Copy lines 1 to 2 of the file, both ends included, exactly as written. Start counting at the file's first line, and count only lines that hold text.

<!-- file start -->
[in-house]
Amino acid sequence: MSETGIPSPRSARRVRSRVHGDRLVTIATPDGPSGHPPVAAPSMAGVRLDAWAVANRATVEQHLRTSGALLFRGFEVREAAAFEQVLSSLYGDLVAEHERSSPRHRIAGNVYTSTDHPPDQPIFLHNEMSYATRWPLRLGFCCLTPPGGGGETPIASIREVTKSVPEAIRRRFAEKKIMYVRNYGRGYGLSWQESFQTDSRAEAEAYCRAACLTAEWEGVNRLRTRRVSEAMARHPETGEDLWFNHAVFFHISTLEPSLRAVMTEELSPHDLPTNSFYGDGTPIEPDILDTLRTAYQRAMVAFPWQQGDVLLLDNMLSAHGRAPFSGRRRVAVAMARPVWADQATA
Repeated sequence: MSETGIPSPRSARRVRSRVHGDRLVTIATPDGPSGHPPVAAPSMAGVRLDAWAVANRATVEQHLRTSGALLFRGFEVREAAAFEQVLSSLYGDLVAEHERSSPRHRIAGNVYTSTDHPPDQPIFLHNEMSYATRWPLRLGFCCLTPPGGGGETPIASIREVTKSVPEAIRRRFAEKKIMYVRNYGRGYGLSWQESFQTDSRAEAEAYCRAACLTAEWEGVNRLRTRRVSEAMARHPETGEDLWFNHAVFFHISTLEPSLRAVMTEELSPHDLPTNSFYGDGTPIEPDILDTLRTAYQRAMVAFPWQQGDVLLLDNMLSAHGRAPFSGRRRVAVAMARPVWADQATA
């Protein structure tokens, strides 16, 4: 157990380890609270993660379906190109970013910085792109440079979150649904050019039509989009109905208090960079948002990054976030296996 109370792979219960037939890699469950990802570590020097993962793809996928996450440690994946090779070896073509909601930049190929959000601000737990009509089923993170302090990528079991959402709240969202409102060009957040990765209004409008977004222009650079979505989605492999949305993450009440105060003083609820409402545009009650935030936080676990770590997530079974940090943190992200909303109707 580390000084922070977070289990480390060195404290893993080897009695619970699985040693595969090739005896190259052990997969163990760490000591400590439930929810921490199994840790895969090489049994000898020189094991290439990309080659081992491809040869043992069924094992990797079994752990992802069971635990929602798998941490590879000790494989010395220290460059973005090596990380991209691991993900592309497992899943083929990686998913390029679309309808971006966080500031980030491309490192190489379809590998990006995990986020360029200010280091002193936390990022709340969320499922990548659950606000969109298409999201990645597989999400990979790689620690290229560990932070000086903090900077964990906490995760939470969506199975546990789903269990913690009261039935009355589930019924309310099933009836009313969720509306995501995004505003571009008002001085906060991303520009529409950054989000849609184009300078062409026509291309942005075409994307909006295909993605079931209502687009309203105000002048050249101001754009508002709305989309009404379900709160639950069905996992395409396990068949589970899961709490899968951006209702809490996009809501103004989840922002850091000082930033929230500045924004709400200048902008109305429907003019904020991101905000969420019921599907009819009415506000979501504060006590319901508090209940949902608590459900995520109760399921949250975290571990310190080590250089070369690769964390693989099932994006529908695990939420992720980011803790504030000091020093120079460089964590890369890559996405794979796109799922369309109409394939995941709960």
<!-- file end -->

[in-house]
Amino acid sequence: MSETGIPSPRSARRVRSRVHGDRLVTIATPDGPSGHPPVAAPSMAGVRLDAWAVANRATVEQHLRTSGALLFRGFEVREAAAFEQVLSSLYGDLVAEHERSSPRHRIAGNVYTSTDHPPDQPIFLHNEMSYATRWPLRLGFCCLTPPGGGGETPIASIREVTKSVPEAIRRRFAEKKIMYVRNYGRGYGLSWQESFQTDSRAEAEAYCRAACLTAEWEGVNRLRTRRVSEAMARHPETGEDLWFNHAVFFHISTLEPSLRAVMTEELSPHDLPTNSFYGDGTPIEPDILDTLRTAYQRAMVAFPWQQGDVLLLDNMLSAHGRAPFSGRRRVAVAMARPVWADQATA